VEGAN DIETS IN CHILDREN: This is an extremely useful review of the data summarising both the benefits and cautions relating to raising vegan children. The take home message is, that from the available data it is likely that a vegan diet can provide all the necessary nutrients for normal growth and development of children with some clear advantages for cardiometabolic health.
The review included 437 publications and the authors assessed the adequacy of vegans diets to provide certain nutrients and to support growth and development. Starting with energy and protein intake, it’s clear that a vegan diet can provide sufficient calories and more than enough protein, often exceeding recommended intakes. Iron intake is often higher than recommended in vegan children, but because of the lower bioavailability this often translates into lower ferritin levels (stored iron), which is not necessary a negative finding. Differences in haemoglobin levels and presence of iron deficiency anaemia are less obvious when comparing vegans to omnivores but iron status does seem to vary quite a bit between difference studies. In general, calcium intakes in vegan children are lower than recommended as is vitamin D, although the latter remains an issue for all diet patterns. Vitamin B12 is not an issue when children are appropriately supplemented. Folate deficiency is a concern amongst omnivorous children and adults but as would be expected this is less of a concern in vegan children consuming a healthy diet.
Most studies confirmed that vegan children have normal growth rates, well within the normal range. Some but not all studies have shown a slightly reduced height in younger vegan children, around 1–3 cm, compared to omnivores but it should be noted that our normal ranges relate only to omnivorous diets and the impact of these small differences are unlikely to be clinically relevant or impact health outcomes. As expected, vegan children display a healthier body mass index than omnivorous children.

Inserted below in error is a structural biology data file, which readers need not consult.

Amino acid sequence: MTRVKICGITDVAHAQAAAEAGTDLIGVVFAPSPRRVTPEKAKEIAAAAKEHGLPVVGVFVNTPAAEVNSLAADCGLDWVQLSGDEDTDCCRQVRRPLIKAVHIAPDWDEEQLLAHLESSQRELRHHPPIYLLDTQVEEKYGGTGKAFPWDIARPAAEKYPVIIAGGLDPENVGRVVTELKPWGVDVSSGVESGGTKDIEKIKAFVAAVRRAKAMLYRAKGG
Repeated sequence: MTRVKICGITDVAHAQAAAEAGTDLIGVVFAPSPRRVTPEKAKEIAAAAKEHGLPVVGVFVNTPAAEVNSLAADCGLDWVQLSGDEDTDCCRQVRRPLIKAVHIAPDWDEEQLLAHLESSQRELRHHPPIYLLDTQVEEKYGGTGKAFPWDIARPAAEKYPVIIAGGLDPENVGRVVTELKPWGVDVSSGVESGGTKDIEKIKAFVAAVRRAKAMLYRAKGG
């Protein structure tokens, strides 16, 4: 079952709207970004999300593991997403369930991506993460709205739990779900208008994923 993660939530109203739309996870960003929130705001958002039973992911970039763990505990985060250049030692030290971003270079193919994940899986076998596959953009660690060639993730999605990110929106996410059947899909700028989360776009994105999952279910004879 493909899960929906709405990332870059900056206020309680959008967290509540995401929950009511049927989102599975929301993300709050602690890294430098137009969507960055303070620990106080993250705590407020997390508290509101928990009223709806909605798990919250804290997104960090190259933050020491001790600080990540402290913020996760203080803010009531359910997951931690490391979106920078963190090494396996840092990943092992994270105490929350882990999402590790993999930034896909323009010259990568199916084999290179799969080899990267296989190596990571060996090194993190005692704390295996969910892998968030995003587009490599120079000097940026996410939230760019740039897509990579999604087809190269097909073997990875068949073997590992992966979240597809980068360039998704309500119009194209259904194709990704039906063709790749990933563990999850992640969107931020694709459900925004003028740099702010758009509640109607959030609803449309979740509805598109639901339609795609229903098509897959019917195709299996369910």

In the discussion the authors go on to discuss the numerous potential advantages of a vegan diet in children. These include the lower intake of saturated fat, the increased consumption of fibre and phytonutrients and lower body weight and body fat. The authors conclude that there is still limited data on vegan diet in children and as always more studies are desirable but state that with appropriate supplementation and attention to key nutrients, a vegan diet can support normal growth and development with some health advantages.
HEALTH OF MODERN DAY VEGAN CHILDREN: We don’t have a great deal of contemporary data on the health of vegetarian and vegan children but the cross-sectional VeChi diet study from Germany has provided us with valuable and reassuring information. The previous report from this study cohort assessed the energy and macronutrient intake and growth of 430 children aged 1–3 years following either an omnivorous, vegetarian or vegan diet. There were no significant differences in calorie intake, height or weight between the different diet groups. Protein requirements were easily met. Fat and added sugar intakes were higher in children following an omnivorous diet and fibre intake higher in children following a vegan diet. Omnivores were also more likely to be overweight. The authors concluded ‘Our results indicate that a vegan and vegetarian diet in early childhood provides comparable amounts of energy and a macronutrient pattern in accordance with recommendations and can ensure normal growth’.